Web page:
People can exercise more than once a day and garden centres can reopen.
People will be able to exercise more than once a day and garden centres are set to reopen in Wales from Monday.
First Minister Mark Drakeford announced on Friday that lockdown restrictions in the country would continue for a further three weeks, but three minor adjustments could be made.
These include people being able to exercise more than once a day – but they must do so locally, with the exercise not involving any significant travel.
Garden centres are able to reopen if social-distancing rules can be followed.
Local authorities can also start planning how to safely reopen libraries and municipal recycling centres.
Speaking on Sunday, Mr Drakeford said the “stay at home” message had not changed in Wales, despite the UK Government issuing a new slogan – “Stay alert, control the virus, save lives”.
“This evening, the Prime Minister has set out the minor changes which are proposed to the lockdown rules in England over the next three weeks,” Mr Drakeford said.
“I set out the modest changes to the stay-at-home regulations we are making in Wales on Friday. These will come into force tomorrow afternoon.
“Here in Wales, we will change the regulations so people can exercise more often and allow garden centres to open, if they can comply with social distancing.
“Our advice has not changed in Wales.”
He said people should remain at home wherever possible and stay local and alert when working, shopping and exercising.
Mr Drakeford said Mr Johnson’s “roadmap for the future” is at an early stage as it depends on how coronavirus behaves in the coming weeks and months.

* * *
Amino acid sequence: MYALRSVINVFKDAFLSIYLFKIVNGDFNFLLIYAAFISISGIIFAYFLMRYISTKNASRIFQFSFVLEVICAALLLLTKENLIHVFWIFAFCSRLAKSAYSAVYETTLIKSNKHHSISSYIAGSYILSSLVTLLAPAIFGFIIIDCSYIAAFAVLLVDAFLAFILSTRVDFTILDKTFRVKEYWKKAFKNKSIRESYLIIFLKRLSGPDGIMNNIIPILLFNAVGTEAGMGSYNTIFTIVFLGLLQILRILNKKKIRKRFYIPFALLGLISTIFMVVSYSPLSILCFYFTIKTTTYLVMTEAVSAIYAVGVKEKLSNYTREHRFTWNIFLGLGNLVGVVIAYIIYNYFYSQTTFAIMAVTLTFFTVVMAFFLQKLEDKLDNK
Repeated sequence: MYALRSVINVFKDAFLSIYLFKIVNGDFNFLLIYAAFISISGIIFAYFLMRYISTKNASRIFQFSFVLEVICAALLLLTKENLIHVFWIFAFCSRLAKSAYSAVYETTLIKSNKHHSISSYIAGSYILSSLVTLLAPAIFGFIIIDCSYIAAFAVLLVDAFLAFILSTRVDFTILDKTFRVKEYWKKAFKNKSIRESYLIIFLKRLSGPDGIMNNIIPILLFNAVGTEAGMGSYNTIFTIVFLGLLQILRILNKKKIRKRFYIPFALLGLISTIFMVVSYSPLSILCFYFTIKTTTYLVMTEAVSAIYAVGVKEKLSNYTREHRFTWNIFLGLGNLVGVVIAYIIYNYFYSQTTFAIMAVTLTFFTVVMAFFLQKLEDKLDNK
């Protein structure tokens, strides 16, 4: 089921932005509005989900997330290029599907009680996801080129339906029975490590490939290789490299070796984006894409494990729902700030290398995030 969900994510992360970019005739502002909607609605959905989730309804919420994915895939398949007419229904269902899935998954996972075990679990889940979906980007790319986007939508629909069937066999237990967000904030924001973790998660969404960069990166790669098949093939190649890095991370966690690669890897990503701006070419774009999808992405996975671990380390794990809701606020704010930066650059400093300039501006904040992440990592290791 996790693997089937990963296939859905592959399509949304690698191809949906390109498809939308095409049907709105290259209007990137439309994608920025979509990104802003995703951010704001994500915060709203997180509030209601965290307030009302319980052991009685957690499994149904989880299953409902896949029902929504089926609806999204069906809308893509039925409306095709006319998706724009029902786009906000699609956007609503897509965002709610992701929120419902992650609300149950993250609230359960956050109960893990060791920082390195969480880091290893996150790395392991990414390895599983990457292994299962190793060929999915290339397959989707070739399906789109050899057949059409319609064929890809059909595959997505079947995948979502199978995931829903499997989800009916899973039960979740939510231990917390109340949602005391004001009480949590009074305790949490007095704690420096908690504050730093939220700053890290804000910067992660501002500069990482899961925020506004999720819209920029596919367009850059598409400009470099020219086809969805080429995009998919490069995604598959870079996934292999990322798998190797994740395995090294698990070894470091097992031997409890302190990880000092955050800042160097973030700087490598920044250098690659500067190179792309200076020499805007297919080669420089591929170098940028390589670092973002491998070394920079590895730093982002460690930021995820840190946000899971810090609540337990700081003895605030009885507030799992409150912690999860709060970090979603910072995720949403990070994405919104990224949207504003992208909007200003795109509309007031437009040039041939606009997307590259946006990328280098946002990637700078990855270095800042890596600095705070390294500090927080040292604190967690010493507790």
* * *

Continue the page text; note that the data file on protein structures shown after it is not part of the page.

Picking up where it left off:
He repeated that schools in Wales would not “return to normal” on June 1.
“We will continue to make decisions, which are right for Wales, using information and expert advice about how coronavirus is circulating here to keep us safe,” Mr Drakeford added.
The changes that come into effect on Monday will not apply to the 120,000 people shielding in Wales.
Paul Davies, leader of the Welsh Conservatives, said the key message has not “fundamentally” changed between England and Wales.
“The big difference between England and Wales after last night is that the Prime Minister has set out his clear plan for recovery, which is based on science and is conditional on the R number reducing further,” Mr Davies said.
“Sadly, so far, the First Minister hasn’t laid out his plan for Wales and yet this is something that Sir Kier Starmer has been demanding in Westminster.”
Mr Davies said people in Wales need “clarity” on when schools will reopen.
“We all need to stay at home as much as possible and work from home if you can,” Mr Davies said.
“But, after seven weeks of restrictions, the people of Wales need hope and aspiration about how and when the lockdown could end, and we need the Welsh Government to deliver this now.”
On Friday, the Welsh Government’s tactical advisory cell estimated the R value – the number of people the average infected individual would spread the virus to – to be around 0.8.
Modelling shows that if R remains at 0.8 over the next three months, there will be an estimated 5,100 new cases, 2,800 hospital admissions and 800 deaths.
But even an increase to 1.1 would see hospital admissions “take off” and deaths to rise to 7,200 over the same period, Mr Drakeford said.
He said restrictions could be reimposed if the R value appeared to be returning to previous levels.
Plaid Cymru leader Adam Price described the UK Government’s message as “dangerous and confusing”.
“The UK Government has cut itself adrift of the three-nation approach which now exists between Wales, Scotland and Northern Ireland,” Mr Price said.
“There is no clearer and simpler message than ‘Stay at home’.
“Raising expectations of an early lifting of lockdown in England will lower people’s levels of patience, and moving too fast could be catastrophic for Wales.
“That is why we need the powers to pass legislation on travel and residency restrictions so that Welsh policy isn’t undermined by Westminster.”
On Sunday, Public Health Wales said a total of 1,111 people have died after testing positive for coronavirus, an increase of 12 on Saturday’s figures.
The number of confirmed cases of Covid-19 in Wales was 11,344, an increase of 223 on Saturday’s figures.